Long before my first child was born I knew we'd be using cloth nappies. I didn't like the idea of wrapping a child in plastic, and the environmental impact is frightening. 7,000 used disposables going to landfill seemed like something worth trying to avoid.
When my first daughter was born I chose to use muslin squares as nappies. They dry very quickly (I didn't have a tumble dryer) and they are very cheap so I could buy a lot and only wash when we had a full load (roughly every two days in our small washing machine).
Almost from day one I knew when a poo was coming. I'd recognise the signals. The stillness. The concentration. The special poo face ('oooh'-shaped mouth). I'd stand her up, or lean her against my legs to make it easy for her. I'd give her some encouragement. "That's it. Push." Then I'd change her immediately.
At other times I'd change her whenever I noticed that she was wet. I changed her before every feed. I encouraged her to wee while she was on the changing mat - far better to get it over with and spend longer in the comfort of a dry nappy.
The observation. The knowing. The encouraging. The responding. The open-air weeing with every change. These are Infant Pottying techniques and I was doing them all instinctively. The only thing I wasn't doing was holding her over a receptacle of some kind. So when I read about ec I was in a great position to run with it.
At around 6 months she had pretty well grown out of the muslins. The volume of a single wee was enough to make a muslin very soggy indeed and because she consumed so much milk, there was a lot of wee. With solid conventional thinking I decided to invest in some nappies with a higher absorbency so that she could go longer between changes. (Three years down the line, I'm shuddering at the thought!) The nappies I ordered were out of stock, so I had a three week wait.
In the interim, with the start of solids and the first semi-solid poo I began to help her to use the potty. When I saw the first sign that a poo was imminent I would whip her up to the bathroom.
The first few days were a bit messy. She could only go standing up and it wasn't that easy to get the potty into position while supporting her.
I turned to Google for inspiration and lo and behold, I discovered infant pottying.
That evening I stood her on the toilet seat (one leg either side of the hole) and she immediately did a poo and a wee. There had been no signals - I was just trying out the position. I was amazed! From then on we set out to catch wees as well.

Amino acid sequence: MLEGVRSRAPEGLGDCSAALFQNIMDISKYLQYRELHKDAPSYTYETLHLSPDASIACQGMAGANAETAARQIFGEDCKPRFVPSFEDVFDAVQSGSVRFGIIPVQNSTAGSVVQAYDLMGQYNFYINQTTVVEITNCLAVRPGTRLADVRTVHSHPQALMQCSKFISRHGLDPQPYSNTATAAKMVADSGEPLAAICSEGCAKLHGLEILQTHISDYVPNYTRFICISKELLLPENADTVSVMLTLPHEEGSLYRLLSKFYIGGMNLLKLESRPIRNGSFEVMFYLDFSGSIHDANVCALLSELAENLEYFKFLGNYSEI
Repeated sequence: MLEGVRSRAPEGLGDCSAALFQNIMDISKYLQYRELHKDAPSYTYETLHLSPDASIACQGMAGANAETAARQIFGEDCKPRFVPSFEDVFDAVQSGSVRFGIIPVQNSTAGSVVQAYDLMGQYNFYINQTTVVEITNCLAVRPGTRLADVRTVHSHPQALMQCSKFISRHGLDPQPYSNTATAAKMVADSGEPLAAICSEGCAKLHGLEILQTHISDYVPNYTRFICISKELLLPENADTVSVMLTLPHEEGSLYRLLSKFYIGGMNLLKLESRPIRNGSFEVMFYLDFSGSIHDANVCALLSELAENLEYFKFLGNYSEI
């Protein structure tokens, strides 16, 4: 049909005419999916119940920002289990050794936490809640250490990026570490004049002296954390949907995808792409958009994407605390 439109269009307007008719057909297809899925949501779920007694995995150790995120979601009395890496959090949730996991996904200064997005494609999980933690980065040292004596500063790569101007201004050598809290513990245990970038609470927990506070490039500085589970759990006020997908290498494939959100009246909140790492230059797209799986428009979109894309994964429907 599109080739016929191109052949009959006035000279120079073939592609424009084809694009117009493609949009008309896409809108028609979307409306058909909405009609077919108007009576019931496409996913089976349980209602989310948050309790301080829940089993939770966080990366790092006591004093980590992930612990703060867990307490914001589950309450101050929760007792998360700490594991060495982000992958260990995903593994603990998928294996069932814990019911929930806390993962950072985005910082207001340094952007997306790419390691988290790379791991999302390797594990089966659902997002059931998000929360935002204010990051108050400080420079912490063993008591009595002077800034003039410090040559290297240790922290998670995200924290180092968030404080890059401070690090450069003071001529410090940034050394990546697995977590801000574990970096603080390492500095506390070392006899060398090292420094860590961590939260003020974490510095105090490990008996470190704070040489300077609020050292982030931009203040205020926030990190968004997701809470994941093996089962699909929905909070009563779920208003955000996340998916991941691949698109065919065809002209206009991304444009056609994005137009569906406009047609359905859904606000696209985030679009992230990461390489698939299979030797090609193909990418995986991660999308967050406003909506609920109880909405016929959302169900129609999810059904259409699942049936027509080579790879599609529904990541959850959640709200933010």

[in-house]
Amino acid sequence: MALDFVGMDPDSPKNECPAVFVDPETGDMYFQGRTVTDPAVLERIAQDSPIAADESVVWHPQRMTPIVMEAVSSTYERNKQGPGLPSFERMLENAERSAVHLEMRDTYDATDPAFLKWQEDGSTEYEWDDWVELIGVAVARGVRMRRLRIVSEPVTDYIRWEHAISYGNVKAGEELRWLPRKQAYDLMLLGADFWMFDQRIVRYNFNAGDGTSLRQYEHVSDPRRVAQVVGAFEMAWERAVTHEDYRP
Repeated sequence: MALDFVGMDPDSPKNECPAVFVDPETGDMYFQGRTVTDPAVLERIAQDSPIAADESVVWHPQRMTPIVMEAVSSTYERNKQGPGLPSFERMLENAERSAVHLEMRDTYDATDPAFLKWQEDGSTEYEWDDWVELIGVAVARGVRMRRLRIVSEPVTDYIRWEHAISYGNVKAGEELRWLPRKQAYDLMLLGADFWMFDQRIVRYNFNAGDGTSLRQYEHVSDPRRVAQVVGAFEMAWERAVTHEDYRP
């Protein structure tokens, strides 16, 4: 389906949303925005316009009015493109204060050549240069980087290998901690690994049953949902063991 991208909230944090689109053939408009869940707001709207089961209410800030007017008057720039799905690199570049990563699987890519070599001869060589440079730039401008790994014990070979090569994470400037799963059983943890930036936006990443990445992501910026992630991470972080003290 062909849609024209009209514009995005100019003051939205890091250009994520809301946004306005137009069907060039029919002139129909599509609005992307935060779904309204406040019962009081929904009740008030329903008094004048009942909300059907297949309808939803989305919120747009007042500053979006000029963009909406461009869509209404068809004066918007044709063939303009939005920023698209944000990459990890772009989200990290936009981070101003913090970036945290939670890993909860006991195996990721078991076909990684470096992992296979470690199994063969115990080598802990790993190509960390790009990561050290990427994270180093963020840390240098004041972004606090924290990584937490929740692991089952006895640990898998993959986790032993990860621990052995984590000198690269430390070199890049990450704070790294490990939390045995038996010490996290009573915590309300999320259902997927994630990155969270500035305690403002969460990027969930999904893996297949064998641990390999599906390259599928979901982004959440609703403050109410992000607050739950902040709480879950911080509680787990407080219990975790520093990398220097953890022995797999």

Wees were more difficult. There were no signals (that I could recognise) and I didn't know how frequently to stand her on the toilet. So, we had a hit and miss week over which she learned to wee and poo both in the potty and on the toilet.
Three weeks was easily long enough to change our outlook. When the new nappies arrived I tested one once, then put them all away in the loft never to be seen again.
For a full year we had very few dirty nappies (possibly ten?) but she did still wet herself frequently.
What I needed was a 'wee only' nappy - basically an absorbent pad.
So that's what we used. A bamboo terry booster pad inside normal knickers.
We didn't use a waterproof wrap which made for a nice comfy bottom when dry and a quick change when wet because the wetness was obvious.
At 9 months she started going to nursery: three days a week, ten hours a day. The nursery carried on the pottying and were unconcerned about the odd pair of wet trousers. They used the absorbent pads and my daughter wore fleece trousers to add a bit of waterproofing.
We went through more trousers than we would have done with waterproof nappies or training pants, but baby clothes don't take up much space in the wash.
A couple of times a week we'd have a dry day, but usually had one or two misses.
At around 14 months I stopped using disposables at night and started using a waterproof wrap with two daytime pads inside. At that stage she wet a nappy at night a couple of times a week.
By the time she was two she always slept with a bare bum - she would remove her pyjamas as soon as she was in bed!
I'm a big fan of the pre-emptive evening wee (sometimes called 'lifting'). It worked very well for us and ensured a dry and comfortable 12 hour sleep. From around 22 months, if I was late and she wanted to go she would wake of her own accord and come looking for me. I'm convinced it cut down the 5am wakings and allowed her to sleep soundly until 7.
A steadily reliable odd-wee-miss-here-and-there situation became far less predictable at 18 months.
She began to poo her pants at nursery (but not at home). We went from deliberate signs before or during every wee to a flat verbal denial that she was even wet.
A touch of toddler independence. A lot of cognitive development. Yet more teeth. And Mum getting fatter and fatter every day... So much going on!
But despite the misses she happily used the potty several times a day.
Just before she turned two her little sister was born. Outings with the two of them resulted in a renewed interest in outdoor pottying because she wanted to join in. She moved into a new room at nursery, wore pants with no pad and usually stayed dry.
A lot of local children potty trained around then too (shortly after their second birthdays, when the weather was nice). I think she enjoyed the novelty of watching other children water the trees!
The Short Version
Started with cloth nappies.
At six months switched to pads and pottying.
That's it, really.
Sound's simple, doesn't it?